I suppose there's an argument that the difference comes merely from the Awakened having better knowledge of biology, but seeing as we're talking aesthetics, that'd be missing the point. I mean, magic as programming isn't a million miles from platonic ideas.
                            I'd say that any sense of being clinical or secular on the part of the Corpus Author is just because of the game book giving a description of a description. Saying that the Rigveda describes the order of the cosmos through anatomical analogy is true, but the text itself is clearly mystical in its description.

                            Remember, for the Awakened, religious analogies are precise and concrete; those ideas are descriptive of Supernal Truth. Even if the Corpus was exactingly clinical, it's still an analogy, and it'd be no more accurate in being so than any flowery mystical version would be. Perhaps even less so.

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                            • #44
                              Sorry about necroing this thread if that's a thing here.

                              I just had to sorta pitch a thought.

                              I saw this old thread and then I just had an idea.

                              I think it's interesting to view mages through the eyes of the other splats, especially since mages are the ones with the banner of "TRUTH" going around.

                              Taking the Sherpa analogy a little further it could easily be a colonial/crusader narrative: Here we have these worlds with their guardians who intimately know these places well such as the Sin-Eaters and the Uratha. The world is in balance as long as they can keep up with their respective enemies (like the Pure). Then here come some mages to mess things up.

                              Here come these outsiders who are humans with special powers. They come in from seemingly out of the flock of normal humans and claim to want to prod and explore these other worlds. They claim they have an intimate understanding of the forces they tamper with such as the Shadow and life and death. Furthermore they claim that their powers come from a higher, superior reality that is perfect, that is the truth of the universe, and everything else is part of a corrupted lie that they are on a crusade to extinguish. They barge in but only seem to have interests in some things here are there they claim are connected with their "higher truth", even those who are connected to the spirits are more interested in finding the "supernal" aspect of the Shadow. From the perspective of the others whose jobs are made harder by these invaders, they aren't spreading a "Supernal perfection" but rather a "Supernal infection".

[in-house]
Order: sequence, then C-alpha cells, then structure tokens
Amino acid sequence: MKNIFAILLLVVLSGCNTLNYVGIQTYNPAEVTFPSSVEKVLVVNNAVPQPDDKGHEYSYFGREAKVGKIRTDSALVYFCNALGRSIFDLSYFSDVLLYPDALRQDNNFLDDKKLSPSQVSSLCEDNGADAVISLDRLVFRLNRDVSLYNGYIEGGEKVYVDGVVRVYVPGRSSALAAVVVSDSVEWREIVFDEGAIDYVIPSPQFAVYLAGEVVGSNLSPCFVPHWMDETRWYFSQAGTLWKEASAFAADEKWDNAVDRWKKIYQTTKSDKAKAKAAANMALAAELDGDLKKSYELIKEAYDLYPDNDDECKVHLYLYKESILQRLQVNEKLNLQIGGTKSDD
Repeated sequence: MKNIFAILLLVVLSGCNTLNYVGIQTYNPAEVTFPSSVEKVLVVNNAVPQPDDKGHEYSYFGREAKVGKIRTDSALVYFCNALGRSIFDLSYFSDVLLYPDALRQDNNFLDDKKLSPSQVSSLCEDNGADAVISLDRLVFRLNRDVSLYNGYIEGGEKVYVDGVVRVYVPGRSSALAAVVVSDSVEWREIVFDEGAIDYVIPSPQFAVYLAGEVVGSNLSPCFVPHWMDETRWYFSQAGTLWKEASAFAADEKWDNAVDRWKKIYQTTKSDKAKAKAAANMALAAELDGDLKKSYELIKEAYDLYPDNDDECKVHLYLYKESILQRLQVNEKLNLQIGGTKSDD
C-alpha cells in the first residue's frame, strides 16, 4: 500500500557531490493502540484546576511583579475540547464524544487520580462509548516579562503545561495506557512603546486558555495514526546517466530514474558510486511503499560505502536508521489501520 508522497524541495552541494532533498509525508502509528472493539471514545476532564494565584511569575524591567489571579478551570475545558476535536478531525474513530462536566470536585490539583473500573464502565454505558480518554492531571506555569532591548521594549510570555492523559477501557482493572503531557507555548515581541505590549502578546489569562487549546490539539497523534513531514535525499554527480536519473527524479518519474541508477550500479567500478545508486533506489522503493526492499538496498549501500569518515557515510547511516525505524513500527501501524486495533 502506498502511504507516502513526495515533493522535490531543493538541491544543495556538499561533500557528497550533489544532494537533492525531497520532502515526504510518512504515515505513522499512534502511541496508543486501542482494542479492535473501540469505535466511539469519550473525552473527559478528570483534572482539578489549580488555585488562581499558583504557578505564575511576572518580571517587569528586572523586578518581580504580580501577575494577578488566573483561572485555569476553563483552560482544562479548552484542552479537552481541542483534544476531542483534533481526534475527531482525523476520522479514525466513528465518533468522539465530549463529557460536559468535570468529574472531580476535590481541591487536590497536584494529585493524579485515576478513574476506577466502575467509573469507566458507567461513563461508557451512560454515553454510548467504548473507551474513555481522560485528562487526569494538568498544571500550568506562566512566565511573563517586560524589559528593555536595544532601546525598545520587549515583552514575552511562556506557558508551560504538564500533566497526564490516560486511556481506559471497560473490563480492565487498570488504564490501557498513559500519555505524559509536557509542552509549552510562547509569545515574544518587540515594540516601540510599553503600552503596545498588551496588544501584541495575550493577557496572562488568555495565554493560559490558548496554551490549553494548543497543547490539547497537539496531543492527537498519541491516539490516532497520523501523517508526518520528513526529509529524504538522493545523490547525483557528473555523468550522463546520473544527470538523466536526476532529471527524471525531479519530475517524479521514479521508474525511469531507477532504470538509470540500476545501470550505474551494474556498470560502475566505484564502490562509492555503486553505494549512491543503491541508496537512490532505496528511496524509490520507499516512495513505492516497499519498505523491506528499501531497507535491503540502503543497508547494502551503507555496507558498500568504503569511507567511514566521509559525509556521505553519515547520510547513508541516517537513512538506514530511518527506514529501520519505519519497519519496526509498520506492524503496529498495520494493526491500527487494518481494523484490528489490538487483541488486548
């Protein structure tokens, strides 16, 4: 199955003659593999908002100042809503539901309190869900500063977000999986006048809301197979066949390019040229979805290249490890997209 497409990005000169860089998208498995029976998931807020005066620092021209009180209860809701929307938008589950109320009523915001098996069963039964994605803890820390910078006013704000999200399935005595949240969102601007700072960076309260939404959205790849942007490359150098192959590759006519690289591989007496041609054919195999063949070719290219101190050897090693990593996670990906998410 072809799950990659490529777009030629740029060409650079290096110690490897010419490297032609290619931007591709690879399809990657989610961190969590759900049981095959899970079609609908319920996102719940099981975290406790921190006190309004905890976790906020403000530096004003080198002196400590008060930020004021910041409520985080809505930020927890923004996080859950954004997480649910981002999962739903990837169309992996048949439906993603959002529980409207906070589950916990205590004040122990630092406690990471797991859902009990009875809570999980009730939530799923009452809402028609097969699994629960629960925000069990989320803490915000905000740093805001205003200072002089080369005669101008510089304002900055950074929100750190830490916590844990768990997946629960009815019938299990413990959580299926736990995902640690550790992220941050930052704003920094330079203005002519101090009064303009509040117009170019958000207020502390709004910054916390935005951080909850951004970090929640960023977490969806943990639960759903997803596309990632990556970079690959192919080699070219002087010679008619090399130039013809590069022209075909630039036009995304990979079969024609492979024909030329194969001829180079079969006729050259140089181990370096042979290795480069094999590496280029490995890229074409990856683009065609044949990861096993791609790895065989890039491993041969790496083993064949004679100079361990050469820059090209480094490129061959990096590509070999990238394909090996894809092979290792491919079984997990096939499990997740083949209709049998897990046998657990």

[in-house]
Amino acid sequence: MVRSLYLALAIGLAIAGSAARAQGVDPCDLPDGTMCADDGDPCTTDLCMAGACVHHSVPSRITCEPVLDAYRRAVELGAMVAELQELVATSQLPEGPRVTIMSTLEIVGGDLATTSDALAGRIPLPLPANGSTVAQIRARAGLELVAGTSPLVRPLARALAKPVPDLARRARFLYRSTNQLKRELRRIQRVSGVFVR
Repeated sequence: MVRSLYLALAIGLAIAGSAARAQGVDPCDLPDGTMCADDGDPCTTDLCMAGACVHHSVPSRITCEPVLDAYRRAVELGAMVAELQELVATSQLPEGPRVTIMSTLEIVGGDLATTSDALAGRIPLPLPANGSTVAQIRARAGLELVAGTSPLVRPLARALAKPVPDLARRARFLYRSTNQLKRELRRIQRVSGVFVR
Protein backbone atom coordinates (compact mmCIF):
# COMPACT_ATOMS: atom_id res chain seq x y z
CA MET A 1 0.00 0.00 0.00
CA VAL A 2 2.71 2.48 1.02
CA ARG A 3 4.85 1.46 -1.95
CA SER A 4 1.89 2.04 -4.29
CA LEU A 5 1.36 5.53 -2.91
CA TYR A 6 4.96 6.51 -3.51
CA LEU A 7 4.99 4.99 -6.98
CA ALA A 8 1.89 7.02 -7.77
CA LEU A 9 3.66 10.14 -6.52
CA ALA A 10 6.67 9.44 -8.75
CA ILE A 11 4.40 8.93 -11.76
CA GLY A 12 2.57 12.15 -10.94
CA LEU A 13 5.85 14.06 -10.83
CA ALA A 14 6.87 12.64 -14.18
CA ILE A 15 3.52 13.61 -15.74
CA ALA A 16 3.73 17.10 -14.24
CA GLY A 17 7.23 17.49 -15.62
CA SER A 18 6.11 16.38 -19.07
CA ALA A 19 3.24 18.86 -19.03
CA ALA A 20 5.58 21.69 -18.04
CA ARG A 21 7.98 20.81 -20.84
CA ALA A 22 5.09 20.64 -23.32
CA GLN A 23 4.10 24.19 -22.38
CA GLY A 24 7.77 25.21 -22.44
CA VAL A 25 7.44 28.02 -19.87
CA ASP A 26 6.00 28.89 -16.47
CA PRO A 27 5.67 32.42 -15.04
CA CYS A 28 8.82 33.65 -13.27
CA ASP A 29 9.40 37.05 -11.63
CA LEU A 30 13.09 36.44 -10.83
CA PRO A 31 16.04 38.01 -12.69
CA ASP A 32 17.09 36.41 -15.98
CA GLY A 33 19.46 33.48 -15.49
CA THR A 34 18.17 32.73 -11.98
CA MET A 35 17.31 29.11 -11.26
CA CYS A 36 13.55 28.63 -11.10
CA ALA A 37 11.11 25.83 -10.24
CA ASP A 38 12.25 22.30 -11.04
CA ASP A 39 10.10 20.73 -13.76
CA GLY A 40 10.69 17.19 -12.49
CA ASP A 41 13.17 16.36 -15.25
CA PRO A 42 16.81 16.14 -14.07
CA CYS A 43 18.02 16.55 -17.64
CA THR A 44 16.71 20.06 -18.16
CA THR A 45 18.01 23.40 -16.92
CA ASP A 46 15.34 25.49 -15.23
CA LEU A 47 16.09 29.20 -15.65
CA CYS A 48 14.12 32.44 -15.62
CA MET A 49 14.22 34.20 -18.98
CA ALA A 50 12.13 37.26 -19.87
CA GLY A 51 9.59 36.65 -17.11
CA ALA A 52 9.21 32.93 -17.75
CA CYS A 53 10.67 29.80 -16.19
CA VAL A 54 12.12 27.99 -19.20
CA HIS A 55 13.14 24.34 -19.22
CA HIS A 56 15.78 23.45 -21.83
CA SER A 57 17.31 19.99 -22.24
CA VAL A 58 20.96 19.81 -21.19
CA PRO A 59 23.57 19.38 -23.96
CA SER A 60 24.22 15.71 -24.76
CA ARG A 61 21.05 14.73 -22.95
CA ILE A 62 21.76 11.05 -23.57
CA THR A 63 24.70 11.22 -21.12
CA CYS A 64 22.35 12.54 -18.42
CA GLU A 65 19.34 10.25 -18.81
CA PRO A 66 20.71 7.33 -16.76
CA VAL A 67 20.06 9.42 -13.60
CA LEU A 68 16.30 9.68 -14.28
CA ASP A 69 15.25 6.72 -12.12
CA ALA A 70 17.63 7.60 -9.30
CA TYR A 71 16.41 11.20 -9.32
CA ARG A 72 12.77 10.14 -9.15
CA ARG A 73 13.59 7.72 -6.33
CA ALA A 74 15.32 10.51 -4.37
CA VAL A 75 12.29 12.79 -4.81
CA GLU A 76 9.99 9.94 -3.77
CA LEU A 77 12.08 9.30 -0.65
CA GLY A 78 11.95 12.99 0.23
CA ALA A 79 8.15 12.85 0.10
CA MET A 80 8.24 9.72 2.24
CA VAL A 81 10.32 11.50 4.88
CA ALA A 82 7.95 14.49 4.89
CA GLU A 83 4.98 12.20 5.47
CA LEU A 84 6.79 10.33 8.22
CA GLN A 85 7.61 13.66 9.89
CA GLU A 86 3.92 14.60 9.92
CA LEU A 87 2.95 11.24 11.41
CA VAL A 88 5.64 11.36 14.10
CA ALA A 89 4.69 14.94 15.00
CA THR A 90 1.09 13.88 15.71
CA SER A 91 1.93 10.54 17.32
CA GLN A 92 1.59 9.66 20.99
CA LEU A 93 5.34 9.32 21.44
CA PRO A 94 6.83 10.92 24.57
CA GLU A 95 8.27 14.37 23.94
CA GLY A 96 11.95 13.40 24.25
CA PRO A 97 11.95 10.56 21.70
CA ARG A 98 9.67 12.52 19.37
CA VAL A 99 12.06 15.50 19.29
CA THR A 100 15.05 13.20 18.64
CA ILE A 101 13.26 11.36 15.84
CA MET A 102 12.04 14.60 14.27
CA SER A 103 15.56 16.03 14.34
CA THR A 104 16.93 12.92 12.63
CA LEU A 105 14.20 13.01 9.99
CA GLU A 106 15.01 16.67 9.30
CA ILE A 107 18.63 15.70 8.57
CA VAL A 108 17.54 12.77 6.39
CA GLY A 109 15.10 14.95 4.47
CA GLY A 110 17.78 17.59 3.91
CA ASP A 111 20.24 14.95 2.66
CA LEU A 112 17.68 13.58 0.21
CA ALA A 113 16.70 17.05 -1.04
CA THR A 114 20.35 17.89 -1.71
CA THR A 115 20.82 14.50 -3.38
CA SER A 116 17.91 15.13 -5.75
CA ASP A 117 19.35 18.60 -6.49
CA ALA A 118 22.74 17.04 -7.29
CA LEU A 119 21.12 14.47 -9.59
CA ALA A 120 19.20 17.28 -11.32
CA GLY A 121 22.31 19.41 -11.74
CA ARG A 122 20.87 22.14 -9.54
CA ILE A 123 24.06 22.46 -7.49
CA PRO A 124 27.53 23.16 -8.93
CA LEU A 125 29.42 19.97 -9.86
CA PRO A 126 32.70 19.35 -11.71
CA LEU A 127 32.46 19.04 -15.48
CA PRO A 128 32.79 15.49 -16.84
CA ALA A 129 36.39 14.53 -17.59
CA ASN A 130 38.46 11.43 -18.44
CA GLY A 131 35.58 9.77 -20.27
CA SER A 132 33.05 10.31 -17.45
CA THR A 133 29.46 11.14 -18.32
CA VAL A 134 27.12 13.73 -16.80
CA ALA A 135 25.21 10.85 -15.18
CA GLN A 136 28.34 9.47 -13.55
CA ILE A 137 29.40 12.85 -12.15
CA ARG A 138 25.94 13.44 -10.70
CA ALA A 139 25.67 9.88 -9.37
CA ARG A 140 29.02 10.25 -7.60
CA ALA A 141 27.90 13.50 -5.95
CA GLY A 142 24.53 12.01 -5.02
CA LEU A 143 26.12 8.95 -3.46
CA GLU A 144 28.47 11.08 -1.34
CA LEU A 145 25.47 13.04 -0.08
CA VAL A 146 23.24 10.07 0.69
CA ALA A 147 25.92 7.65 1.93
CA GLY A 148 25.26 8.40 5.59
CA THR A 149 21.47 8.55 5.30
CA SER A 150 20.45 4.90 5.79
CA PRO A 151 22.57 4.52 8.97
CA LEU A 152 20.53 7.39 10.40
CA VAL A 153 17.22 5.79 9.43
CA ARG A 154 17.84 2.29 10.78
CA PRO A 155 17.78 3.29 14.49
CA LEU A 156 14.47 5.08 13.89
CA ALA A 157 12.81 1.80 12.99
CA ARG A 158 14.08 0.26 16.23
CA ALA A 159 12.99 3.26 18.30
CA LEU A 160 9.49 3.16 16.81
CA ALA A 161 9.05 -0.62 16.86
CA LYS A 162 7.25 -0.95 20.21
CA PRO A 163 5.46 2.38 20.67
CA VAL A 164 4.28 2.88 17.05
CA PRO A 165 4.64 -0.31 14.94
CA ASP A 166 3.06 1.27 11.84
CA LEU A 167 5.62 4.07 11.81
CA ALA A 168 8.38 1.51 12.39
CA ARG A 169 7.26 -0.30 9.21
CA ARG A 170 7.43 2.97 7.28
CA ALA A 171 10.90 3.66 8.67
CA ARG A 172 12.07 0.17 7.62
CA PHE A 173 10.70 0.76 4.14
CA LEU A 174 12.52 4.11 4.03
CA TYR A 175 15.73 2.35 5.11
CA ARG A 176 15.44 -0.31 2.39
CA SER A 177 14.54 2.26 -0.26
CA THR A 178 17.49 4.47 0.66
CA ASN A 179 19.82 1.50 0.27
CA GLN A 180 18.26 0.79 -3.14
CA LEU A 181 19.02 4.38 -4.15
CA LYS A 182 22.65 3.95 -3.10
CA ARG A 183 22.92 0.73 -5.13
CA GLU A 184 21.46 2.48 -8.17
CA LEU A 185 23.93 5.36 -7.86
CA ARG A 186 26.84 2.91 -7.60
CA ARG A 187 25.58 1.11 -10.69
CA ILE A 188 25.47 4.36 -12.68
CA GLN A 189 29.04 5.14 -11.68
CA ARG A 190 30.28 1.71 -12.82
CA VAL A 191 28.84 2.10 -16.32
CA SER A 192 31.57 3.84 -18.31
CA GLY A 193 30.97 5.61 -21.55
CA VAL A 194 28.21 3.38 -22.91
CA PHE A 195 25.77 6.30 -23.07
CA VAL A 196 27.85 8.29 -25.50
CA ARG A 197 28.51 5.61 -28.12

And this can be the road that starts the idea: What if the supernal realms are not what mages think they are. What if the Supernal is actually a plague upon reality?

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                              • #45
                                Mages don't claim intimate understanding unless they've literally been doing the sort of work that justifies such a claim — the thrust of their intrusion is generally that they're addicts, and the fix they're chasing is seeing what happens if they poke the weird supernatural bullshit that may or may not be somebody else's pet project as part of an ongoing pursuit of personal power.

                                Also, again, the whole "the world is a Lie" thing is a distinct aspect of Awakened cultural positioning from "our magic taps into a deeply-buried and rarefied stratum of existence in which the things that define reality interact with our world." Outside of the context of Paradox and bad-idea spellcasting, the concept behind the Supernal has little to suggest it's an invasive force. Mages who are out to "extinguish" the Fallen world are generally regarded as self-destructive lunatics, not typical specimens of Awakened thought.

                                "Everything in reality means something, and what it means can be broken down for power" indicates that the Supernal is a plague on reality in the same way that the existence of the atomic bomb indicates that the weak nuclear force is a plague on reality — you're suggesting that words being things is a legitimate curse.